If you receive a failure to yield a ticket for an accident, you should consider reaching out to a lawyer who can explain your legal rights in the case and help you with any defenses if you are the person found at fault for the injury of another person. If you were in the vehicle that was not at fault, an attorney can help you with compensation as well.
Depending on the state in which you live, it is in your best interest to consider reaching out to an attorney in these situations to help you build a defense against fault. Some states are considered no-fault states. This will determine the extent to which you are liable for compensation and damages if you are at fault for the injuries in a failing to yield with accident situation.
A no-fault state means that it doesn’t really matter who caused the accident, each party has to file a claim with their insurance provider. In these states, drivers must have personal injury protection as part of their car insurance. There are 12 no-fault states across America, including:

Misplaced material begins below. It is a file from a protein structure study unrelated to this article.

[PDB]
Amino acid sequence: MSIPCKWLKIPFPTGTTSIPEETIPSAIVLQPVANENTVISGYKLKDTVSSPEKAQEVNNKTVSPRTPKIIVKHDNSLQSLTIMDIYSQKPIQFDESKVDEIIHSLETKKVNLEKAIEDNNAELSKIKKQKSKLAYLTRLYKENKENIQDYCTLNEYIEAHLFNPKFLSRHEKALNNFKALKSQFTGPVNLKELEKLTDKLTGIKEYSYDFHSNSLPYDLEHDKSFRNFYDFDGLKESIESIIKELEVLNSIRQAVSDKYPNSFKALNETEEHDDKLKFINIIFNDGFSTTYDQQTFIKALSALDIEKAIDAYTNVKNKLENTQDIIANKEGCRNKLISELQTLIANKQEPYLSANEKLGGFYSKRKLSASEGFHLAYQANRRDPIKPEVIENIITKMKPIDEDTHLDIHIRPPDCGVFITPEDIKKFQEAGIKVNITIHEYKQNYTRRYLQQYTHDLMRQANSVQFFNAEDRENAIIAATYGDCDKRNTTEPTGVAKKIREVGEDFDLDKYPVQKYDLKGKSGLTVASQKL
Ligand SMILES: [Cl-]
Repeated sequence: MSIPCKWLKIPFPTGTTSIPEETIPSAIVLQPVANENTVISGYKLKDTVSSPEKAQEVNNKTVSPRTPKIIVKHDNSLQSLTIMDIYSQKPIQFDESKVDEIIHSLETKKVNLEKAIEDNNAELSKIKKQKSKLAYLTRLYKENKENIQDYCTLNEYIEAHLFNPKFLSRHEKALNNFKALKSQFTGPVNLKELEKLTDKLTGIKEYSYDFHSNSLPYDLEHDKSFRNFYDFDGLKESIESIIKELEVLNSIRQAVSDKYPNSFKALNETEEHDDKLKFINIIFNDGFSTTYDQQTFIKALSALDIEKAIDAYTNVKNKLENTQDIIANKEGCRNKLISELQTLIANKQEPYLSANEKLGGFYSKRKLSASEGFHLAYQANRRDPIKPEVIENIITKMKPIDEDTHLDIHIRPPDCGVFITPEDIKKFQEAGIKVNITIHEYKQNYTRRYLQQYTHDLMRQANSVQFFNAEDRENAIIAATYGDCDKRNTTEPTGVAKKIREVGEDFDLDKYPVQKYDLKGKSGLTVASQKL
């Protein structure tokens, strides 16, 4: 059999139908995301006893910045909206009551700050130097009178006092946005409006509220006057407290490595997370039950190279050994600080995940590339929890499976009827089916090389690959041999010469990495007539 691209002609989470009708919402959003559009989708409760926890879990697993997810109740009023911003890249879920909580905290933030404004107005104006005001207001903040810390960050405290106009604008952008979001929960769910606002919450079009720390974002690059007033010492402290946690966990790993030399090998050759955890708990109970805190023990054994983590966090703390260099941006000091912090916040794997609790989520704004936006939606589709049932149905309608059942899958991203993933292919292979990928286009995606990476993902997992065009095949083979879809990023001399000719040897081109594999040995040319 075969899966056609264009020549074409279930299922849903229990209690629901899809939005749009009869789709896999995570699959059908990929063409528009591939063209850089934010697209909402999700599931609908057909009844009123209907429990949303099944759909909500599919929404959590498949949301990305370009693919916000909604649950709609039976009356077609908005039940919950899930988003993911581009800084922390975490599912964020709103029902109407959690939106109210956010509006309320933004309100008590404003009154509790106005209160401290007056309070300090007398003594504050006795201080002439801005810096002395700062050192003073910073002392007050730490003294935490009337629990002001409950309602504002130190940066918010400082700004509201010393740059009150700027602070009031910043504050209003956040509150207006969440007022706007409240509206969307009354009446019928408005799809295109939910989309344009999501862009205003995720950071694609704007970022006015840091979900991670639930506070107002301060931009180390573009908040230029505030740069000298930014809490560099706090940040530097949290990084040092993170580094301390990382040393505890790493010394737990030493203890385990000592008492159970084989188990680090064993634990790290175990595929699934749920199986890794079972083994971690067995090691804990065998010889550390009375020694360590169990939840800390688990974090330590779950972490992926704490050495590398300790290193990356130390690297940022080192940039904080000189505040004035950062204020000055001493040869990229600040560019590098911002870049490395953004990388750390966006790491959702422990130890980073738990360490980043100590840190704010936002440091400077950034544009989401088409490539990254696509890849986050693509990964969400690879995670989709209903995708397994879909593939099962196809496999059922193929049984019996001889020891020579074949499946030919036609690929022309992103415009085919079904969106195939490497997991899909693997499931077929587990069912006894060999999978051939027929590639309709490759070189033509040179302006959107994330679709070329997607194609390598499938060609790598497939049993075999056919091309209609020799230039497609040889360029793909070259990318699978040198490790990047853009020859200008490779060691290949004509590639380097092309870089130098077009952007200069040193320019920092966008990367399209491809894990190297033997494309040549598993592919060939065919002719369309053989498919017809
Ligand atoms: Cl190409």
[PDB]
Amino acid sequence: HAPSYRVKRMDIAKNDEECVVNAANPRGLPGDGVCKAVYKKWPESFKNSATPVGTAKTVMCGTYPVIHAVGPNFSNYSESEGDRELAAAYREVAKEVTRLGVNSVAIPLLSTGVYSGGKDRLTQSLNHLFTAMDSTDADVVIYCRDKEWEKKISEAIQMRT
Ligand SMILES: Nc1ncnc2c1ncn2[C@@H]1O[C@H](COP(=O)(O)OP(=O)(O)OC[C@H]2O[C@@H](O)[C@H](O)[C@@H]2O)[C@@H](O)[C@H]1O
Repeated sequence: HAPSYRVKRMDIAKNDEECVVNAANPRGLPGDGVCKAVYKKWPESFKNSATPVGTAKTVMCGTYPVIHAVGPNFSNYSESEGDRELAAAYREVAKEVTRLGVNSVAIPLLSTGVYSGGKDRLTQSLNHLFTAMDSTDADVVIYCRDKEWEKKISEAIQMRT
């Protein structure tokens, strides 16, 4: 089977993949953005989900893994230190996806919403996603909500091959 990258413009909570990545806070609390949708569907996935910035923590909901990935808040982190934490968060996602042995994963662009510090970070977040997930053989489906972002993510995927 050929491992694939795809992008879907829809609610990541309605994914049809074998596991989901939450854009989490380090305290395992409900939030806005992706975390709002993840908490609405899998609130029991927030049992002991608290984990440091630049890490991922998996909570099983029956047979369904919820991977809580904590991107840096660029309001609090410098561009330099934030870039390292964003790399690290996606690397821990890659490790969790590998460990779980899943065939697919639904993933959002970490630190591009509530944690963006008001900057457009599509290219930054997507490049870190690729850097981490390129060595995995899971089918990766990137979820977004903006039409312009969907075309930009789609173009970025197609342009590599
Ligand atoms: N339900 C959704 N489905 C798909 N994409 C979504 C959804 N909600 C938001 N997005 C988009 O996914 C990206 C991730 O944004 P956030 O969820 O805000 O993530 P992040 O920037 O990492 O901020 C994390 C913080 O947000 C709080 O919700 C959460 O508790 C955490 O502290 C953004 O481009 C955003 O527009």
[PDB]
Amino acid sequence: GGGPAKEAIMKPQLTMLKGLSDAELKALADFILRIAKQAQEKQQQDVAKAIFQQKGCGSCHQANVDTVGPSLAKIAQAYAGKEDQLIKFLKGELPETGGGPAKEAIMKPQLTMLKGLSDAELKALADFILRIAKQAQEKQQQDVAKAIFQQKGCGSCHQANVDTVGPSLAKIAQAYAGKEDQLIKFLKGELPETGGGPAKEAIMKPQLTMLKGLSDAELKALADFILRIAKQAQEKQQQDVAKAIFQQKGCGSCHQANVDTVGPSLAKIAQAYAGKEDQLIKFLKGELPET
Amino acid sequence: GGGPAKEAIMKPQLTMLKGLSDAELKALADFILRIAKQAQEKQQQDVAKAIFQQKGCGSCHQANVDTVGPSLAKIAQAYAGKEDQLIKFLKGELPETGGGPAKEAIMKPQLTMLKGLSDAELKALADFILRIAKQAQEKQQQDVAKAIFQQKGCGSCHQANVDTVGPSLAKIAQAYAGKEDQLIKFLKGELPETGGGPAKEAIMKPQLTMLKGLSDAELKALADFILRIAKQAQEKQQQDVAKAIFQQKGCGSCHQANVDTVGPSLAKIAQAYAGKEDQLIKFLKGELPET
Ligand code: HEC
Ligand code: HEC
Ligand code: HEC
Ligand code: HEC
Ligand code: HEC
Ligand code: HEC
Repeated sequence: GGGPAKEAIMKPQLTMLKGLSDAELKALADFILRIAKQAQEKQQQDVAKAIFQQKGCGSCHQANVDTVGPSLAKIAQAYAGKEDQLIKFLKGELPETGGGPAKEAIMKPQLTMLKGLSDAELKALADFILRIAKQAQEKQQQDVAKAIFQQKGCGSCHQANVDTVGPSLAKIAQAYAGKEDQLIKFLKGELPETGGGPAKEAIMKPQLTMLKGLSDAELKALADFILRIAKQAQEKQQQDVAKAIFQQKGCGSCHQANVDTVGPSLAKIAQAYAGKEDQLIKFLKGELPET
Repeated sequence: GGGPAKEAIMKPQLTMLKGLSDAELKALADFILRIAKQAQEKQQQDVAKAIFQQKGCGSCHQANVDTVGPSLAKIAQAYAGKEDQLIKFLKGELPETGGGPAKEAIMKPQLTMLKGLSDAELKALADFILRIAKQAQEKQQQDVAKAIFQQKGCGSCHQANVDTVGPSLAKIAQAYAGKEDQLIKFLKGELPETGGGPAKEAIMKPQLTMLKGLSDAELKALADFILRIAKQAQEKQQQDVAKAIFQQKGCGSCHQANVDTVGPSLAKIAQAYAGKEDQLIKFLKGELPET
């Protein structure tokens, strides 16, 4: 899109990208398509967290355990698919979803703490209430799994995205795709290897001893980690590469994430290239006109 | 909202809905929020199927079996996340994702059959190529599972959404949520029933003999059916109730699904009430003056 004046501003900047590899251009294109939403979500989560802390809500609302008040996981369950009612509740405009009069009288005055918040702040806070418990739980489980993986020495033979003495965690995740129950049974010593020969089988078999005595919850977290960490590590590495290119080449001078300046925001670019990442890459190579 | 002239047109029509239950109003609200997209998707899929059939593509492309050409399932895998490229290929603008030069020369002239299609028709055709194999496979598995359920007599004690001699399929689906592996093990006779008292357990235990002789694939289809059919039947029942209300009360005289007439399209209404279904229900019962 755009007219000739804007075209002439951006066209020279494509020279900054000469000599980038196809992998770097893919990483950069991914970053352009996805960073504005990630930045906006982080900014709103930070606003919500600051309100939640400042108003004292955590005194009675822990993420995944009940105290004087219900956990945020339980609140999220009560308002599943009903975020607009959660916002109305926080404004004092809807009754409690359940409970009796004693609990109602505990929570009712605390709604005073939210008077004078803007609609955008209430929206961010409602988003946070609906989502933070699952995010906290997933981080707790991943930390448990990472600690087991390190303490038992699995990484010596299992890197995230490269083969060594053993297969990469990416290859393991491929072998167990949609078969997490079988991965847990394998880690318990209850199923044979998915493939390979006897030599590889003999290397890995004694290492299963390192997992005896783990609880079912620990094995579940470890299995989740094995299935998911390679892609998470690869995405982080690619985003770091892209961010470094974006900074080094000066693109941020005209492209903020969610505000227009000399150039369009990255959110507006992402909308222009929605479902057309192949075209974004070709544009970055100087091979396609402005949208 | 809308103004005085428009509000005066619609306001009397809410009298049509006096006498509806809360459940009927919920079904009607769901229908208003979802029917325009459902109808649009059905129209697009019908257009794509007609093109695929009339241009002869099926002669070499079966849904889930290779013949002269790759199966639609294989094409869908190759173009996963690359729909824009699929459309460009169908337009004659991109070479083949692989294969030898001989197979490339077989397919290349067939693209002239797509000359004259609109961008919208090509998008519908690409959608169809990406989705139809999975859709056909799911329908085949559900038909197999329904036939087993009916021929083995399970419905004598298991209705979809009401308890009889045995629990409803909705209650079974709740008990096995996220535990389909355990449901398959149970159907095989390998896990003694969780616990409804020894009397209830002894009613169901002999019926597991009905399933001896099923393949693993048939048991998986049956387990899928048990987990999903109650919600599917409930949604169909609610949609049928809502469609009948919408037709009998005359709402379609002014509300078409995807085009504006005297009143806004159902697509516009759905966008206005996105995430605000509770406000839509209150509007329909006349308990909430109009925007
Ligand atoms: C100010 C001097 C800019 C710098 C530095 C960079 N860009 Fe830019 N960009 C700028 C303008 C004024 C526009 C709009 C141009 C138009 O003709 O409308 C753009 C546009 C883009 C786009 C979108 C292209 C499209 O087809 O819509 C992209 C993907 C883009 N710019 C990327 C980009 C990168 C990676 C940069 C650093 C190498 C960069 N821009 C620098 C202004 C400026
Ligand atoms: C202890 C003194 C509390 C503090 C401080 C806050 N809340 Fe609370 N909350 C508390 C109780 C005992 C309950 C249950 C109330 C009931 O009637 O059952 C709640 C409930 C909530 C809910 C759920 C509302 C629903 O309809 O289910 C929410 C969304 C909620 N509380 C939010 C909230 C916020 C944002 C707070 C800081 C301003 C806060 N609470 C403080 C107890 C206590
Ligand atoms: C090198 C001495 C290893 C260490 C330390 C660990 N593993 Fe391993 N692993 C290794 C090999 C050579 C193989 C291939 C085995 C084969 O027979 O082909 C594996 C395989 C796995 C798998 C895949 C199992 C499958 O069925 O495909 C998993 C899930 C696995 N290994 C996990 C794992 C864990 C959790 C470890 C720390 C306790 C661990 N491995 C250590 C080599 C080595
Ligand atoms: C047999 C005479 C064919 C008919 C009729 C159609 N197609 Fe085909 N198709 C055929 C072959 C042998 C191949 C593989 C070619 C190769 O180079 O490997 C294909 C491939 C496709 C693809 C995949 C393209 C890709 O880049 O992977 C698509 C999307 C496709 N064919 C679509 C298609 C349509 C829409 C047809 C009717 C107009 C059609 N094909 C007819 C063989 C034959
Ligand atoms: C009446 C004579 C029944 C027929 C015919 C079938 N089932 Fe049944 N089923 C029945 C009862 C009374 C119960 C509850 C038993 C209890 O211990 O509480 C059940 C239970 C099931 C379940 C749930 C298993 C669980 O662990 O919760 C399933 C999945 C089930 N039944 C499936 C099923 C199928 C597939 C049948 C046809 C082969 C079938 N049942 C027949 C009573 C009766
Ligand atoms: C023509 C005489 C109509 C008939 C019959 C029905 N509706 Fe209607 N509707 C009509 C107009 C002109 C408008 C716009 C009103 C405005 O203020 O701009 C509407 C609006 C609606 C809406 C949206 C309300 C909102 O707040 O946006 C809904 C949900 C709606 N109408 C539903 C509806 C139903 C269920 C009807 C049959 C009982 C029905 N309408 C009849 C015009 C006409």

If you received your citation in a no-fault state then you are responsible for your individual damages no matter who was at fault but nothing more.
Every other state across America is considered a fault state, like California, sometimes referred to as a tort state. This means the person found at fault is responsible for all the damages and compensation. If you live in a fault state your insurance requires you to carry liability insurance. This liability insurance is meant to cover any losses that other drivers suffer as a result of your actions. This won’t cover any of your losses or damages, only those suffered by the other parties.
If your insurance policy fails to cover all of the costs for damages, the victim can file a lawsuit against you for the additional damages which you will have to pay out-of-pocket if they are successful.
Moreover, some states delineate based on percentages that if you failed to yield to oncoming traffic while making a left turn, but the oncoming driver was running a red light, you might both be found at fault, just to different degrees.
You failed to yield the right of way to a pedestrian, and this resulted in an accident.
If you are in a no-fault state, you are responsible for any damages to your vehicle and injuries to yourself, and the pedestrian is responsible for any injuries they sustained.